(hons-copy x) returns a normed object that is equal to X.

This documentation topic relates to the experimental extension of ACL2 supporting hash cons, fast alists, and memoization; see hons-and-memoization.

In the logic, hons-copy is just the identity function; we leave it enabled and would think it odd to ever prove a theorem about it.

Under the hood, hons-copy does whatever is necessary to produce a normed version of X.

What might this involve?

If X is a symbol, character, or number, then it is already normed and nothing is done.

If X is a string, we check if any normed version of X already exists. If so, we return the already-normed version; otherwise, we install X as the normed version for all strings that are equal to X.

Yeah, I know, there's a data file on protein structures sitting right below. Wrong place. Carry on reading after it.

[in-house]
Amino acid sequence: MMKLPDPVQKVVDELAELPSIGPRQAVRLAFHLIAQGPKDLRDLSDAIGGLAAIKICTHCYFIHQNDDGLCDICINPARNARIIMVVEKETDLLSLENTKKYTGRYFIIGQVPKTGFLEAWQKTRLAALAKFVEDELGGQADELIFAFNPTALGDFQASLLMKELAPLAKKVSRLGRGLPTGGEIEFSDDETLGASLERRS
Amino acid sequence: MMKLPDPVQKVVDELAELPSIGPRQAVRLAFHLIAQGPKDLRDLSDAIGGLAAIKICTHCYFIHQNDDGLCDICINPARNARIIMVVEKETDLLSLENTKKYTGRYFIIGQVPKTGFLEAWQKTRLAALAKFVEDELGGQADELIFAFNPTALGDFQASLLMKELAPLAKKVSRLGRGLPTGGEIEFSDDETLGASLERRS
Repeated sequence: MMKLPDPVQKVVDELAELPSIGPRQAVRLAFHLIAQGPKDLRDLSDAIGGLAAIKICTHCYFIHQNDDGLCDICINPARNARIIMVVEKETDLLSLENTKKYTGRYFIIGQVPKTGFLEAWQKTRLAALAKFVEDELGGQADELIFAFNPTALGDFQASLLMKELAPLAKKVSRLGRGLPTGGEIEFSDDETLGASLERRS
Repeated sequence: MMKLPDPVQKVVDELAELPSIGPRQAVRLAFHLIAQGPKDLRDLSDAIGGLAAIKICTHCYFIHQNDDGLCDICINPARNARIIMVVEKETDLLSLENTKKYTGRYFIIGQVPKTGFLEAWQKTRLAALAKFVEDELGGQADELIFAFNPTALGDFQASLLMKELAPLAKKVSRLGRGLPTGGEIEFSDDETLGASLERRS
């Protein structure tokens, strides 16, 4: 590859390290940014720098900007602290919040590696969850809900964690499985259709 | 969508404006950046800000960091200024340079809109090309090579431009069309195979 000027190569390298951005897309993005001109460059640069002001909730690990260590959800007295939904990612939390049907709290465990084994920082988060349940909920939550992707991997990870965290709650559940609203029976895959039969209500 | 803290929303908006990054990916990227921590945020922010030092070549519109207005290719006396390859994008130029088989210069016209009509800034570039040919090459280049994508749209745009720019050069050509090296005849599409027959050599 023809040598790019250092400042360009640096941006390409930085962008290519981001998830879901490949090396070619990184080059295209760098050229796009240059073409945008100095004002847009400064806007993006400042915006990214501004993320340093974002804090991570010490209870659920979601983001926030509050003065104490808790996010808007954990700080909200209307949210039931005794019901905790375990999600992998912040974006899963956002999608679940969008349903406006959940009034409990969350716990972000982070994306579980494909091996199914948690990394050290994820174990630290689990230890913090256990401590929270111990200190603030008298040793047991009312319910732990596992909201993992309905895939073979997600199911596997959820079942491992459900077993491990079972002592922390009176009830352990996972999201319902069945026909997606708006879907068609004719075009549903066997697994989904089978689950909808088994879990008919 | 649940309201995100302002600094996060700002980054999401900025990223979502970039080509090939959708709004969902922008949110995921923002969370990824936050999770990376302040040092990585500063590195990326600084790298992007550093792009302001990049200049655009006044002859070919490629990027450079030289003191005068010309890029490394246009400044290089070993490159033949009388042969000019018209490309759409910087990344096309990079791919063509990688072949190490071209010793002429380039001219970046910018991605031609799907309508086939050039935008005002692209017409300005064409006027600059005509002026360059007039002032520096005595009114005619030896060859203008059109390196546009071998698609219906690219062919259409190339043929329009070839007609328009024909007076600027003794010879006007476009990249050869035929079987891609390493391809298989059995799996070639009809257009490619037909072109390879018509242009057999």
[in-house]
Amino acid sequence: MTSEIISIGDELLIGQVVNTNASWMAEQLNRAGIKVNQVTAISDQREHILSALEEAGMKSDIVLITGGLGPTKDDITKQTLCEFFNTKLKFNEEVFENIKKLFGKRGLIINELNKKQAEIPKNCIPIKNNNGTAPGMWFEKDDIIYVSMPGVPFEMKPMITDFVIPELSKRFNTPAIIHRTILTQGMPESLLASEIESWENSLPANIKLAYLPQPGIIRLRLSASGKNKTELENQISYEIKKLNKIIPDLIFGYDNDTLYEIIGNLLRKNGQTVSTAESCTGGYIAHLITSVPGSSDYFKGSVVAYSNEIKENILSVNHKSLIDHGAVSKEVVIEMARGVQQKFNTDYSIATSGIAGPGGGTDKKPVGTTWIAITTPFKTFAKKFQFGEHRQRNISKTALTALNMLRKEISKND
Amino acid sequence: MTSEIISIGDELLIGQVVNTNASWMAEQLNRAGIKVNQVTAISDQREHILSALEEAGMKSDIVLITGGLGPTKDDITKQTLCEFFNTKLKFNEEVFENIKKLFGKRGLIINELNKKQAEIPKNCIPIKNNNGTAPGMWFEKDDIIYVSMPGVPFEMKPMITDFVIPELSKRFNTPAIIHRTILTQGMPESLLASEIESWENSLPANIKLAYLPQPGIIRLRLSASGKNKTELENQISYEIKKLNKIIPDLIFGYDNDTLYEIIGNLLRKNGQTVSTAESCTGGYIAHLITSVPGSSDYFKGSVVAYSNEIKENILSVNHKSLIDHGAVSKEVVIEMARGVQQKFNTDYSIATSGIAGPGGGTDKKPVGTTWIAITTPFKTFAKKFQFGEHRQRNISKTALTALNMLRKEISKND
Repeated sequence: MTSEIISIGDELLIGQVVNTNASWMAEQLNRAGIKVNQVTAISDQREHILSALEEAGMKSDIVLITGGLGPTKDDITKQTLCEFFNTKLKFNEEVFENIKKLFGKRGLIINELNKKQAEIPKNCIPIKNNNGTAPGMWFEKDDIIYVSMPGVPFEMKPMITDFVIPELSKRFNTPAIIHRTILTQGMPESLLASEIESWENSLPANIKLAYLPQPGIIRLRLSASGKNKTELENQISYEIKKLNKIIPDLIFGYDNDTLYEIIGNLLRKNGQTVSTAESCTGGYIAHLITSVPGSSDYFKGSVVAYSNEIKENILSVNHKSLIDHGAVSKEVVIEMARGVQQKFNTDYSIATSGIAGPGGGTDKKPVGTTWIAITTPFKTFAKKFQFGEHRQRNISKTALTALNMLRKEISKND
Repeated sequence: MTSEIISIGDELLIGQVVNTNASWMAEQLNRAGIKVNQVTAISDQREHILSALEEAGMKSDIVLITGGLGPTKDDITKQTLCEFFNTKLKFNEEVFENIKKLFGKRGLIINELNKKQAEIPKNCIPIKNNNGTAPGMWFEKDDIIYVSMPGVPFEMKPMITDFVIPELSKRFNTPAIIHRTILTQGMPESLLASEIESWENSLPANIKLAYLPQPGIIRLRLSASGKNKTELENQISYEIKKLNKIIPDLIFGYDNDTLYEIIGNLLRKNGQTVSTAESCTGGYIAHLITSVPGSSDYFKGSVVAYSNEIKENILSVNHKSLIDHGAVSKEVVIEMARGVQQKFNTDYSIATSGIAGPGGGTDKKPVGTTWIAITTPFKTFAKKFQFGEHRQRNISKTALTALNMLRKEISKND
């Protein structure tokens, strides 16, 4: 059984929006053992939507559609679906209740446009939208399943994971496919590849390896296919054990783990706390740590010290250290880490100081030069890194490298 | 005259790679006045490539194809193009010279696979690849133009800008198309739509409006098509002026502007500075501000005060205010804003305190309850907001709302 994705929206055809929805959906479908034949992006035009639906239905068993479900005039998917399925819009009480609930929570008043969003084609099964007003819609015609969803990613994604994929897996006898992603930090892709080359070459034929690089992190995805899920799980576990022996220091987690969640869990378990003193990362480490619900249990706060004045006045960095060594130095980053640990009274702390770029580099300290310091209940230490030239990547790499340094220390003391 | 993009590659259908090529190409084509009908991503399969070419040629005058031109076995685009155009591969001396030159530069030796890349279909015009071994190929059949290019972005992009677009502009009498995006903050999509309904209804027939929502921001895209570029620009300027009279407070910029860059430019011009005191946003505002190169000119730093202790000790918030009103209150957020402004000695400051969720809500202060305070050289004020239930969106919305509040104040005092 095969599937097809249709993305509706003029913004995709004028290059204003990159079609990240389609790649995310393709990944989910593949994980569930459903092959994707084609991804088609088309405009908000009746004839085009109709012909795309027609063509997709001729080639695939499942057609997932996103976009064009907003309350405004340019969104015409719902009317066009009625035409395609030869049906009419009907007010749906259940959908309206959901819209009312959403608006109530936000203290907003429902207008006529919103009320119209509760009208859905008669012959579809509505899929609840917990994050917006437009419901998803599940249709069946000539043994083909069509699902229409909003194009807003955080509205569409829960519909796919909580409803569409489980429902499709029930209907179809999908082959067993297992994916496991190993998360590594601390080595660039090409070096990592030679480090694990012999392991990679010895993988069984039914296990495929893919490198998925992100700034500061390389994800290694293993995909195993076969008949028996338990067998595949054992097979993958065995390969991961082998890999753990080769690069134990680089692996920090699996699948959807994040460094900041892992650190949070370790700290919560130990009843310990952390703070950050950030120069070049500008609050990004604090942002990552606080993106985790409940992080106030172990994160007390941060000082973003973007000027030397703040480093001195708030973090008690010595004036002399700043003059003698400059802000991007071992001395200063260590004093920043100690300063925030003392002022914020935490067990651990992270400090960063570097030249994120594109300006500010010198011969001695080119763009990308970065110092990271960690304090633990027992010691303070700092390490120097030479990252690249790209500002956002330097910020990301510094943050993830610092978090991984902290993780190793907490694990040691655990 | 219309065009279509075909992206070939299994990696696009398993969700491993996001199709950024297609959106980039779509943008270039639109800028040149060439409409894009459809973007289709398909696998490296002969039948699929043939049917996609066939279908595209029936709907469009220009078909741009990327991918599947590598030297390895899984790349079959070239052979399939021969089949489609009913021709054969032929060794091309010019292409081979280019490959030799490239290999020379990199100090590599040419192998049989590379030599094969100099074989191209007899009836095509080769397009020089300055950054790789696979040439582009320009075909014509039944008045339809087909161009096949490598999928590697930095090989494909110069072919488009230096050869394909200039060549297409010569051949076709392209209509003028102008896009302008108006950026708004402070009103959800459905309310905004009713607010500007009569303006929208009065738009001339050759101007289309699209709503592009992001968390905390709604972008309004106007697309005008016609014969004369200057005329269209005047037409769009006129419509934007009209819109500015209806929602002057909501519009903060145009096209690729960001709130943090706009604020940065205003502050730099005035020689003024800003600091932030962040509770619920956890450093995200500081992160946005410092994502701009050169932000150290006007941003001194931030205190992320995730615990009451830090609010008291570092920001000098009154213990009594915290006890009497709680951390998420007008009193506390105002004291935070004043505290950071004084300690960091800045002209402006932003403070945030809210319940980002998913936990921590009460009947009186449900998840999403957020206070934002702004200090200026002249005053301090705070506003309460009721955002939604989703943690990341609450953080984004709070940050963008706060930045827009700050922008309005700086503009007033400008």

If X is a cons, we must determine if there is a normed version of X, or recursively construct and install one. Norming large cons trees can become expensive, but there are a couple of cheap cases. In particular, if X is already normed, or if large subtrees of X are already normed, then not much needs to be done. The slowest case is norming some large ACL2 cons structure that has no subtrees which are already normed.

Note that running hons-copy on an object that was created with cons is often slower than just using hons directly when constructing the object.